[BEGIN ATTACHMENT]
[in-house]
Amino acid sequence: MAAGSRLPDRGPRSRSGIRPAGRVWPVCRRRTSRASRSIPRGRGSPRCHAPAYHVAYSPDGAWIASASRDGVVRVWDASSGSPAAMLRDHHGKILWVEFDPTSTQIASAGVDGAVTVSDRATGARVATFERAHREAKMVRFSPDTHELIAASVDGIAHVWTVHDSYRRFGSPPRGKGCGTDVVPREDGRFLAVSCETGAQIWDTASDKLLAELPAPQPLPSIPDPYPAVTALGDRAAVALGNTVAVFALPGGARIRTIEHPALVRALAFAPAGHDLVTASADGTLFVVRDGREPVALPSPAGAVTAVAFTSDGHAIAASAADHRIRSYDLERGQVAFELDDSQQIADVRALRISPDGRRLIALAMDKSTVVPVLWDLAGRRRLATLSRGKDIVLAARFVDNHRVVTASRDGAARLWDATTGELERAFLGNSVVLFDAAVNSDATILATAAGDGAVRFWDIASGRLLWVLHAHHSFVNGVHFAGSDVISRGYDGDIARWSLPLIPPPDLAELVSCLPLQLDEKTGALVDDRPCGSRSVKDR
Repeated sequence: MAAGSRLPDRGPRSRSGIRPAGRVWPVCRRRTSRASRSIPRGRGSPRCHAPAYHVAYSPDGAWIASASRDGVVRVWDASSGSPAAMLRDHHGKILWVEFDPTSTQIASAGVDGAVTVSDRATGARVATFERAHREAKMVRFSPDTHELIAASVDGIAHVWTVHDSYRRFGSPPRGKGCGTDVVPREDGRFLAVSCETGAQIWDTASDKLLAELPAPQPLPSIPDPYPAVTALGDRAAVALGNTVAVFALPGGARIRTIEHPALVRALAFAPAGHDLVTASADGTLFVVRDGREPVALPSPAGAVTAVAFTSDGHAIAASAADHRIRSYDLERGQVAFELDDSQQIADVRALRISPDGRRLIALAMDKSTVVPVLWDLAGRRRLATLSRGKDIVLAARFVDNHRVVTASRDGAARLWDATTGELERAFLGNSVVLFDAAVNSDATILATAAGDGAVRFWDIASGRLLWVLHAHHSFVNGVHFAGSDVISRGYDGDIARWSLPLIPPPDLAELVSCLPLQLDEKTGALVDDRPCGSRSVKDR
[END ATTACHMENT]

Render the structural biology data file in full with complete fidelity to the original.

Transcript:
[in-house]
Amino acid sequence: MAAGSRLPDRGPRSRSGIRPAGRVWPVCRRRTSRASRSIPRGRGSPRCHAPAYHVAYSPDGAWIASASRDGVVRVWDASSGSPAAMLRDHHGKILWVEFDPTSTQIASAGVDGAVTVSDRATGARVATFERAHREAKMVRFSPDTHELIAASVDGIAHVWTVHDSYRRFGSPPRGKGCGTDVVPREDGRFLAVSCETGAQIWDTASDKLLAELPAPQPLPSIPDPYPAVTALGDRAAVALGNTVAVFALPGGARIRTIEHPALVRALAFAPAGHDLVTASADGTLFVVRDGREPVALPSPAGAVTAVAFTSDGHAIAASAADHRIRSYDLERGQVAFELDDSQQIADVRALRISPDGRRLIALAMDKSTVVPVLWDLAGRRRLATLSRGKDIVLAARFVDNHRVVTASRDGAARLWDATTGELERAFLGNSVVLFDAAVNSDATILATAAGDGAVRFWDIASGRLLWVLHAHHSFVNGVHFAGSDVISRGYDGDIARWSLPLIPPPDLAELVSCLPLQLDEKTGALVDDRPCGSRSVKDR
Repeated sequence: MAAGSRLPDRGPRSRSGIRPAGRVWPVCRRRTSRASRSIPRGRGSPRCHAPAYHVAYSPDGAWIASASRDGVVRVWDASSGSPAAMLRDHHGKILWVEFDPTSTQIASAGVDGAVTVSDRATGARVATFERAHREAKMVRFSPDTHELIAASVDGIAHVWTVHDSYRRFGSPPRGKGCGTDVVPREDGRFLAVSCETGAQIWDTASDKLLAELPAPQPLPSIPDPYPAVTALGDRAAVALGNTVAVFALPGGARIRTIEHPALVRALAFAPAGHDLVTASADGTLFVVRDGREPVALPSPAGAVTAVAFTSDGHAIAASAADHRIRSYDLERGQVAFELDDSQQIADVRALRISPDGRRLIALAMDKSTVVPVLWDLAGRRRLATLSRGKDIVLAARFVDNHRVVTASRDGAARLWDATTGELERAFLGNSVVLFDAAVNSDATILATAAGDGAVRFWDIASGRLLWVLHAHHSFVNGVHFAGSDVISRGYDGDIARWSLPLIPPPDLAELVSCLPLQLDEKTGALVDDRPCGSRSVKDR